H-1B Demands Growing for Employers

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The H-1B visa program, which enables domestic employers to hire foreign workers in certain specialty occupations (especially in science, technology and highly-skilled fields) has long been popular among employers, but demand for H-1B workers has been particularly strong this year.

On April 1, the regulatory doors to the workplace opened for those companies seeking to sponsor H-1B workers for fiscal year 2013 (starting on Oct. 1, 2012) and within 8 weeks American companies sought more than 32,000 H-1B visas. That is triple the pace of filings for the prior year, and it has caused concern among some employers that all the slots for FY 2013 will be filled before the new fiscal year even begins.

Several job market reports have indicated that a surge in technology hiring has taken place in Silicon Valley and other high-tech venues. As a result President Obama has acknowledged the need to “staple more green cards” to the diplomas of the best foreign students in this country, and candidate Mitt Romney has formally proposed raising the visa caps for highly-skilled foreign workers.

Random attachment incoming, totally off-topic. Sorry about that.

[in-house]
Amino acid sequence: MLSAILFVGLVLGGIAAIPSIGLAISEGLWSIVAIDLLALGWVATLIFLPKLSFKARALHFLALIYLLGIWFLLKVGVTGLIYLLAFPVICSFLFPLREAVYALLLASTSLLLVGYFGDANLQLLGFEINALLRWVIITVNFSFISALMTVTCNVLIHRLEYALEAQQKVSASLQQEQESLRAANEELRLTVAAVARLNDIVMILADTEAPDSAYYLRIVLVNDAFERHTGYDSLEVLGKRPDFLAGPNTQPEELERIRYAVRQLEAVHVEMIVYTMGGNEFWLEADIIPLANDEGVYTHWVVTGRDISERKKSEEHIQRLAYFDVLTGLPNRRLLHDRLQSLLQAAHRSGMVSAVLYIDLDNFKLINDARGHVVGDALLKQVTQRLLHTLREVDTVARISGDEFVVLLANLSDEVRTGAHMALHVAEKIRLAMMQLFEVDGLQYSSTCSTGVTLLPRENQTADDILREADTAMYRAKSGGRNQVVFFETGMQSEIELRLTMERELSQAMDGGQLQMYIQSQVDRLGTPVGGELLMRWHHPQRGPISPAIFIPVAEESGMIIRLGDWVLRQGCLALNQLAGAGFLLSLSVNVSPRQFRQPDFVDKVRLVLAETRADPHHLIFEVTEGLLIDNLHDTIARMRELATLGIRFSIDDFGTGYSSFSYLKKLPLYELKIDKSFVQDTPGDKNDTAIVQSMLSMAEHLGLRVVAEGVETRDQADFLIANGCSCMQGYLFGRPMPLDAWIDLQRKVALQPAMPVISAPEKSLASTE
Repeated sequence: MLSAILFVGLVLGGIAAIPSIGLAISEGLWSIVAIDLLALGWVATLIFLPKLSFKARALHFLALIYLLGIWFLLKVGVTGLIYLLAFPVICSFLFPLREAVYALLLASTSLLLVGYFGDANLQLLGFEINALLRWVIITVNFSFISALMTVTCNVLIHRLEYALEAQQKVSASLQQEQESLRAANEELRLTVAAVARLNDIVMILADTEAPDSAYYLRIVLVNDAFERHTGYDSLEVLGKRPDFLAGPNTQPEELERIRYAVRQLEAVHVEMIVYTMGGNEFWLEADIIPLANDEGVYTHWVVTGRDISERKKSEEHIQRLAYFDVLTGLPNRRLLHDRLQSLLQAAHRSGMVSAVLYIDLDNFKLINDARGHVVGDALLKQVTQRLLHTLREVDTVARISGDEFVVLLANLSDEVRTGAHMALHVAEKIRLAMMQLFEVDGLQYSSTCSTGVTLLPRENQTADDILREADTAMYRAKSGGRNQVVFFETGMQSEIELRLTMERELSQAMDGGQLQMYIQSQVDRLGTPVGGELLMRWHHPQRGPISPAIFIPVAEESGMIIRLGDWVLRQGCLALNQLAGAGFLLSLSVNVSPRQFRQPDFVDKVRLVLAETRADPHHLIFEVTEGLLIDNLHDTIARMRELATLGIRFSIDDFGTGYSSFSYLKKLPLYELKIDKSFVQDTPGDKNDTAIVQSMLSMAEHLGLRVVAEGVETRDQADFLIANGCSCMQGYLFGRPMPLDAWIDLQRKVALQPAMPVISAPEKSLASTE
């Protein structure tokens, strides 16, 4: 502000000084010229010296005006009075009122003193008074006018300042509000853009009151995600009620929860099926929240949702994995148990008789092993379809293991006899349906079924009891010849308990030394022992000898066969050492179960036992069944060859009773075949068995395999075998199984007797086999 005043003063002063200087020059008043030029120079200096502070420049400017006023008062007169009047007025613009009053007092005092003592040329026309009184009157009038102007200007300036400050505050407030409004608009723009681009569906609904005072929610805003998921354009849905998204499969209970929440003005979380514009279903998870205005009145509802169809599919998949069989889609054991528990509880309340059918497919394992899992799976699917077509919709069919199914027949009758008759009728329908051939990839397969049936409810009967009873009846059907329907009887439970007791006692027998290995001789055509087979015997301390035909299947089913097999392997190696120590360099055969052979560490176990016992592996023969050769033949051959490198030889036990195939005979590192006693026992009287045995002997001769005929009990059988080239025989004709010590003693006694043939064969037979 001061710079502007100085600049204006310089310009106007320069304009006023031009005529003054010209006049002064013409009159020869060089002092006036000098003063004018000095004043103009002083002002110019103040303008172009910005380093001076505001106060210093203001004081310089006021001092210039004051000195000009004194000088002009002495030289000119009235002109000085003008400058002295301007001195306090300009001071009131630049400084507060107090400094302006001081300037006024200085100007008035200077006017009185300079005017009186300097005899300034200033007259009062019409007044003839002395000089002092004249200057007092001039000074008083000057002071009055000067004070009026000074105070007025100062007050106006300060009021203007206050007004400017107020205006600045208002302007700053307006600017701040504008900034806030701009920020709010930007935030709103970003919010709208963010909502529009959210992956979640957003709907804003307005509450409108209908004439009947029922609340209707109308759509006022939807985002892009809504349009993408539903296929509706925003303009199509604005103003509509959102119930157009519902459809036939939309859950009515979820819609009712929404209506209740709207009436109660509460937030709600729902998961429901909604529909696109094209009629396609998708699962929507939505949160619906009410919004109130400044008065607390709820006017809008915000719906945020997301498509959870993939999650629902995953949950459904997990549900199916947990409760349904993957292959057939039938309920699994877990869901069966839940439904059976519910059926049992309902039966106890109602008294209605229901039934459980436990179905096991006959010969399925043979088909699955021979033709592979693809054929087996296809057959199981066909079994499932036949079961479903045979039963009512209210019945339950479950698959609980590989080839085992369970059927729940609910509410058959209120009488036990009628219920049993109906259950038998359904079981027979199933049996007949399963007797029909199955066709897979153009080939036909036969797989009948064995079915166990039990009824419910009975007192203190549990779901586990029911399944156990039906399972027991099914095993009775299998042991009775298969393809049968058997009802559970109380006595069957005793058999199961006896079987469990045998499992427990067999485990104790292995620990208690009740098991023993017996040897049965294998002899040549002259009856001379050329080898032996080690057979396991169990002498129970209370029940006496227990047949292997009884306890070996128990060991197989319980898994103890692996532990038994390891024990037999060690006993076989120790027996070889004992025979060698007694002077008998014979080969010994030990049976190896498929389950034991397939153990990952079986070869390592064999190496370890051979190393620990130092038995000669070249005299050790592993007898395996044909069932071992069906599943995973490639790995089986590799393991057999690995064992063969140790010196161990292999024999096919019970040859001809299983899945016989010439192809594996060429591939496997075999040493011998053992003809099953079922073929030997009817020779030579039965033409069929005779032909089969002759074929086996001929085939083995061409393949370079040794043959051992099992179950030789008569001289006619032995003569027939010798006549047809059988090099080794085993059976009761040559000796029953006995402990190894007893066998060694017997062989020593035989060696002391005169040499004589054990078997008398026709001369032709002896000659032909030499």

This year’s demand for more highly skilled workers may signal an improving economy, but it is also a warning to Congress that more slots are needed for H-1B workers if our domestic companies are to remain globally competitive.

Indeed, there are encouraging signs of bipartisan support for H-1B expansion and already Sen. John Cornyn of Texas has introduced legislation to add 55,000 permanent residency visas for foreign students who earn domestic graduate degrees in science, technology, engineering or mathematics.

If you are an employer or employer’s representative seeking assistance with the sponsorship of foreign workers having skills that you need, please do not hesitate to call our office at (847) 564-0712. You can also check out our immigration law Website for more information about how we might assist you.

Published In: Immigration Updates, Labor & Employment Updates

DISCLAIMER: Because of the generality of this update, the information provided herein may not be applicable in all situations and should not be acted upon without specific legal advice based on particular situations.

© Ronald Shapiro | Attorney Advertising

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